Thermal Spray Coatings Quality

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The title of this post may seem rather quite exhaustive or quite mundane depending on which way you look at it. After all if you are involved with the quality control function of a thermal spray coatings facility, you might think it is quite exhaustive. On the other hand, if you are an accountant in a thermal spray coatings shop, you might think it is not only quite mundane but also quite a revenue draining function. While I can sympathize with the feelings of the accounting function in thermal spray shops and for that matter in all manufacturing industries, I am an engineer at heart and you know I will always side with the other side!

And this is not without rhyme or reason either. The very reason why I decided to write about thermal spray coatings quality as a post in itself is what I learnt from the recent news involving Toyota. As a matter of fact, I could write an entire blog with tens of posts that involve thermal spray coatings quality. But for now, I will try to limit myself to this one single post.

Toyota quality was considered infallible in manufacturing circles. Yet even giants can face quality problems. This is a wake up call to all personnel in all thermal spray coatings facilities worldwide to stop, take a deep breath and re-evaluate EVERY single aspect of processing in your facility from a quality standpoint.

This is especially important in the field of thermal spray coatings because as you may know, the largest market for thermal spray coatings is in the aerospace industry where people count on the quality of flight hardware for their very lives. A spalled massive piece of coating can cause significant secondary damage to turbine engines; and if people’s lives get affected, it does not matter who you can point the finger at – it is already too late.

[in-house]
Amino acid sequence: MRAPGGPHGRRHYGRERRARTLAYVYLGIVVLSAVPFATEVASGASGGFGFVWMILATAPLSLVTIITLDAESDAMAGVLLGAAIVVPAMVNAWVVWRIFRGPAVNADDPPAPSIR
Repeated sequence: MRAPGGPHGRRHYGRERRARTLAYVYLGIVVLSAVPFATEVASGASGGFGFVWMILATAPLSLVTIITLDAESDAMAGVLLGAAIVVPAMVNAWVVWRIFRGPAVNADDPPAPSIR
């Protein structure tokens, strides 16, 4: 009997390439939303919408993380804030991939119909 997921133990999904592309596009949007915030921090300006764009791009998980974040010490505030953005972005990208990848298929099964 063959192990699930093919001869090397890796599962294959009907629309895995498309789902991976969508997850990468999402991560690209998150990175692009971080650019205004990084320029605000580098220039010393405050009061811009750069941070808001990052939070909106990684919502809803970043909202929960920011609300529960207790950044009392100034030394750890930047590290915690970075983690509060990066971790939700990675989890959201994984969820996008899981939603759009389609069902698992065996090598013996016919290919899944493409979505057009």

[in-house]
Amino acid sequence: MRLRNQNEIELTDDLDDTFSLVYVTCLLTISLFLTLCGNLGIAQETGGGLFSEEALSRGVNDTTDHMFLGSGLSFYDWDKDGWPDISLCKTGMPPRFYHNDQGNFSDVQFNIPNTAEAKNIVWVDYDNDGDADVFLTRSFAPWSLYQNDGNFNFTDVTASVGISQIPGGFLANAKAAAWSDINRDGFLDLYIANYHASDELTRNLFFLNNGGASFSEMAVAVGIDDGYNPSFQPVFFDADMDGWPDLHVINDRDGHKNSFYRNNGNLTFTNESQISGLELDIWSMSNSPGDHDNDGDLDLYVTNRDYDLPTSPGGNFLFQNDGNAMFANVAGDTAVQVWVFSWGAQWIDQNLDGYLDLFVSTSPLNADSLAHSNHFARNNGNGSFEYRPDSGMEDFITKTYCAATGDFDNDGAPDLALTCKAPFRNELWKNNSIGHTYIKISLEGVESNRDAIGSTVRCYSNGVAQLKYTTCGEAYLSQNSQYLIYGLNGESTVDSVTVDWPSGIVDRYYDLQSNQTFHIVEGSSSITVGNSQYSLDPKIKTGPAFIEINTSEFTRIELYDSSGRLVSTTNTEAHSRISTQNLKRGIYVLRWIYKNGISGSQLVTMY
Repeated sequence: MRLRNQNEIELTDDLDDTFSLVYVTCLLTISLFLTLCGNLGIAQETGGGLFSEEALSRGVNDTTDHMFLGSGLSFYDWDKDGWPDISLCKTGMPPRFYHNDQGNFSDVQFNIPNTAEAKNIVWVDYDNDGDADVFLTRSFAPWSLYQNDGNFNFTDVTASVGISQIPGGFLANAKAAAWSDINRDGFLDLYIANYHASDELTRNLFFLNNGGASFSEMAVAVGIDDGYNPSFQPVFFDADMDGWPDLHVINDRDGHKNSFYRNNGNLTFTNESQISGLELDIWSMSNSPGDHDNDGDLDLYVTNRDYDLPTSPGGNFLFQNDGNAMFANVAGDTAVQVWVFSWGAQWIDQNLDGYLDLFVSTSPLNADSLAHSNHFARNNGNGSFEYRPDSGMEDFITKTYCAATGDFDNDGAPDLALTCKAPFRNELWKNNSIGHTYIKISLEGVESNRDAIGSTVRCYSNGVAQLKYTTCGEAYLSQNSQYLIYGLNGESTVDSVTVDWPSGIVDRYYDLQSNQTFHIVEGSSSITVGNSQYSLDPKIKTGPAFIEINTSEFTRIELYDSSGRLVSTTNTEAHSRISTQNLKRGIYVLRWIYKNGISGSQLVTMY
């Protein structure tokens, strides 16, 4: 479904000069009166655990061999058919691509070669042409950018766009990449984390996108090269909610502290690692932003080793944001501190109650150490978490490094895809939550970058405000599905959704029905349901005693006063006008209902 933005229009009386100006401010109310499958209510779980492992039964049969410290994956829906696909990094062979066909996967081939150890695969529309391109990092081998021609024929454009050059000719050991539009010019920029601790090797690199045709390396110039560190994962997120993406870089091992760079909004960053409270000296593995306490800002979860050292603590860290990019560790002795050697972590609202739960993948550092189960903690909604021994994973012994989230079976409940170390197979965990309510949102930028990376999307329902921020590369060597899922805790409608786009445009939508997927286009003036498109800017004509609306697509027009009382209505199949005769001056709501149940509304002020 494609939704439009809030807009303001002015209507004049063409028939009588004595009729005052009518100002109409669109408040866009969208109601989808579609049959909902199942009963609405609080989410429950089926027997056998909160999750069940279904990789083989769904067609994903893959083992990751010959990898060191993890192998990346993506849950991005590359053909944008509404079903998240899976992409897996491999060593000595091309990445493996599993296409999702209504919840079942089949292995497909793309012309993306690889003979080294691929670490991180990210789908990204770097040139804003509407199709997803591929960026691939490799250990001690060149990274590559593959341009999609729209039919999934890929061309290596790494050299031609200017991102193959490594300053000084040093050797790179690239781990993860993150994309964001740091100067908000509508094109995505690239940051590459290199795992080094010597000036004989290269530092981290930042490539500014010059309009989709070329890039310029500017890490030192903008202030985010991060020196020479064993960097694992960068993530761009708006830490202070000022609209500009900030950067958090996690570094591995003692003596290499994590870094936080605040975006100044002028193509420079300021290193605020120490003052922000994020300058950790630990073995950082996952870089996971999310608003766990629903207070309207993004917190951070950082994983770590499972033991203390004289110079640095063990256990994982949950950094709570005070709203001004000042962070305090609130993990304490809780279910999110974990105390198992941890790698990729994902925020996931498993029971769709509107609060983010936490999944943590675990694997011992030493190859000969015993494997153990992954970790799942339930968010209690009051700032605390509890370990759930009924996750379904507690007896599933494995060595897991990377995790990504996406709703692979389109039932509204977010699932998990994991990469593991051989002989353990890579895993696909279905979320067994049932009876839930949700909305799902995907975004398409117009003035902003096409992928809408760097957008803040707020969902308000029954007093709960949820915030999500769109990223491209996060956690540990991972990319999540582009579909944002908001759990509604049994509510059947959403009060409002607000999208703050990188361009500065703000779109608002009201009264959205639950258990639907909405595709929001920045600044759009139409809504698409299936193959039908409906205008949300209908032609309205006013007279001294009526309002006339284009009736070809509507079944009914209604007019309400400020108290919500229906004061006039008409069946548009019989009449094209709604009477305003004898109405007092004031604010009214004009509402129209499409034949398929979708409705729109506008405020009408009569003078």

Re-evaluate engineering, maintenance, production, quality control systems, quality control personnel and so on. Talk about quality control personnel, make sure their eye exams are performed annually – the last thing you want is an inspector checking for cracks by visual inspection and he cannot even see the ten fingers he has from an arm’s distance! Metallurgical laboratory procedures need to reviewed. And I don’t care if you have already passed your NADCAP or ISO audits successfully – do it for your company’s own sake and not for the sake of some outside certifying agency.

And quality re-evaluation should not stop with only your own facility. You need to ensure that the purchased goods you get involved with are also well controlled. This involves ensuring the quality of thermal spray powders, masking materials, purchased gases and so on. Sure, it is going to cost a lot more to do business; but the cost of bad quality hardware could simply put you out of business.

As you may have seen with the Toyota debacle, would you rather clean up your own house before calamity strikes or wait for the agents from the FAA or NTSB show up at your company and start pondering through hundreds and thousands of pages of operations sheets, shop travelers, quality documentation and myriads of other data if you are found guilty of shipping bad hardware. And thank God Toyota is not in the business of aerospace goods. Good Lord, you surely are ( most likely ), now that you are in the thermal spray coatings business.

By the way, were any of you planning on putting thermal spray wear coatings on accelerator pedals for Toyota ! Just kidding !

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